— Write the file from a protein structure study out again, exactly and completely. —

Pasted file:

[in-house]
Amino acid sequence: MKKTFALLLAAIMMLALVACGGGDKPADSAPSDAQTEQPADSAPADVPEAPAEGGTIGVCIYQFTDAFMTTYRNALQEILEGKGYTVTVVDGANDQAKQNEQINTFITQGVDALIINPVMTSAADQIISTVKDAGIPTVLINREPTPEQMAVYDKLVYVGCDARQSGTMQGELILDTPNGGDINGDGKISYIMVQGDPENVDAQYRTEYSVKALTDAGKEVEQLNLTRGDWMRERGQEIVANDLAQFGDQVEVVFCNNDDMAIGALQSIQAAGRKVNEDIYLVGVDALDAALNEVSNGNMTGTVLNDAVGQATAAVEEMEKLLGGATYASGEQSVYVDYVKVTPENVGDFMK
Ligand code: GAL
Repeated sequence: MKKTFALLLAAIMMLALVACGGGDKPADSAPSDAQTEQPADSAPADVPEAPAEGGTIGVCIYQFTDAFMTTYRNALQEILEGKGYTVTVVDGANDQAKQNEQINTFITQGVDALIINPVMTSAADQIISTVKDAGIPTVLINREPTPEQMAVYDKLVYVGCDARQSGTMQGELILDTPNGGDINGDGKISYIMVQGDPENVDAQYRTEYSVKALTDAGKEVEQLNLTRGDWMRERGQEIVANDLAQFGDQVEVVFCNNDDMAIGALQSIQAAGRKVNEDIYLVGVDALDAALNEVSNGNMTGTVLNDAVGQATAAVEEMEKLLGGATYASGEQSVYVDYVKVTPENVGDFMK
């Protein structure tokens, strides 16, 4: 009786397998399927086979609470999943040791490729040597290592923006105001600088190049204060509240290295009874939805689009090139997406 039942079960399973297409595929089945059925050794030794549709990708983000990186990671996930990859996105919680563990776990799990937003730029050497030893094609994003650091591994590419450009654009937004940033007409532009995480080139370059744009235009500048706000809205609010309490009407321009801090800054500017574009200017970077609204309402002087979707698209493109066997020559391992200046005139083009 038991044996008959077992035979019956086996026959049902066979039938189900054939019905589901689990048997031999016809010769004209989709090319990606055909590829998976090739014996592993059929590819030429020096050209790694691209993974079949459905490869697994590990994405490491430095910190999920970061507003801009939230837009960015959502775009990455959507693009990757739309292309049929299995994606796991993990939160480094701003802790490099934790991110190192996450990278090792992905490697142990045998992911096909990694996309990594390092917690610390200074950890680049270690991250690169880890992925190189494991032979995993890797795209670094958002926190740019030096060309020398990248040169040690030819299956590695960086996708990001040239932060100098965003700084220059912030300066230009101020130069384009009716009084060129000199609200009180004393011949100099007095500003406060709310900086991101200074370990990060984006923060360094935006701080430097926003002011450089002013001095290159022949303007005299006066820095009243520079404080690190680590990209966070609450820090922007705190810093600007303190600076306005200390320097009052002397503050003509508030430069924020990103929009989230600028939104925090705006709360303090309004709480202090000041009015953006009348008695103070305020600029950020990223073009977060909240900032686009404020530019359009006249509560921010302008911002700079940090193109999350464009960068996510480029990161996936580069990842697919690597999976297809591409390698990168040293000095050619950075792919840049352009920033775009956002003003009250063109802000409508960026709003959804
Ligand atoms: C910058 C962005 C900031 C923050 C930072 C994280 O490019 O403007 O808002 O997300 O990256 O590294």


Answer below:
[in-house]
Amino acid sequence: MKKTFALLLAAIMMLALVACGGGDKPADSAPSDAQTEQPADSAPADVPEAPAEGGTIGVCIYQFTDAFMTTYRNALQEILEGKGYTVTVVDGANDQAKQNEQINTFITQGVDALIINPVMTSAADQIISTVKDAGIPTVLINREPTPEQMAVYDKLVYVGCDARQSGTMQGELILDTPNGGDINGDGKISYIMVQGDPENVDAQYRTEYSVKALTDAGKEVEQLNLTRGDWMRERGQEIVANDLAQFGDQVEVVFCNNDDMAIGALQSIQAAGRKVNEDIYLVGVDALDAALNEVSNGNMTGTVLNDAVGQATAAVEEMEKLLGGATYASGEQSVYVDYVKVTPENVGDFMK
Ligand code: GAL
Repeated sequence: MKKTFALLLAAIMMLALVACGGGDKPADSAPSDAQTEQPADSAPADVPEAPAEGGTIGVCIYQFTDAFMTTYRNALQEILEGKGYTVTVVDGANDQAKQNEQINTFITQGVDALIINPVMTSAADQIISTVKDAGIPTVLINREPTPEQMAVYDKLVYVGCDARQSGTMQGELILDTPNGGDINGDGKISYIMVQGDPENVDAQYRTEYSVKALTDAGKEVEQLNLTRGDWMRERGQEIVANDLAQFGDQVEVVFCNNDDMAIGALQSIQAAGRKVNEDIYLVGVDALDAALNEVSNGNMTGTVLNDAVGQATAAVEEMEKLLGGATYASGEQSVYVDYVKVTPENVGDFMK
């Protein structure tokens, strides 16, 4: 009786397998399927086979609470999943040791490729040597290592923006105001600088190049204060509240290295009874939805689009090139997406 039942079960399973297409595929089945059925050794030794549709990708983000990186990671996930990859996105919680563990776990799990937003730029050497030893094609994003650091591994590419450009654009937004940033007409532009995480080139370059744009235009500048706000809205609010309490009407321009801090800054500017574009200017970077609204309402002087979707698209493109066997020559391992200046005139083009 038991044996008959077992035979019956086996026959049902066979039938189900054939019905589901689990048997031999016809010769004209989709090319990606055909590829998976090739014996592993059929590819030429020096050209790694691209993974079949459905490869697994590990994405490491430095910190999920970061507003801009939230837009960015959502775009990455959507693009990757739309292309049929299995994606796991993990939160480094701003802790490099934790991110190192996450990278090792992905490697142990045998992911096909990694996309990594390092917690610390200074950890680049270690991250690169880890992925190189494991032979995993890797795209670094958002926190740019030096060309020398990248040169040690030819299956590695960086996708990001040239932060100098965003700084220059912030300066230009101020130069384009009716009084060129000199609200009180004393011949100099007095500003406060709310900086991101200074370990990060984006923060360094935006701080430097926003002011450089002013001095290159022949303007005299006066820095009243520079404080690190680590990209966070609450820090922007705190810093600007303190600076306005200390320097009052002397503050003509508030430069924020990103929009989230600028939104925090705006709360303090309004709480202090000041009015953006009348008695103070305020600029950020990223073009977060909240900032686009404020530019359009006249509560921010302008911002700079940090193109999350464009960068996510480029990161996936580069990842697919690597999976297809591409390698990168040293000095050619950075792919840049352009920033775009956002003003009250063109802000409508960026709003959804
Ligand atoms: C910058 C962005 C900031 C923050 C930072 C994280 O490019 O403007 O808002 O997300 O990256 O590294």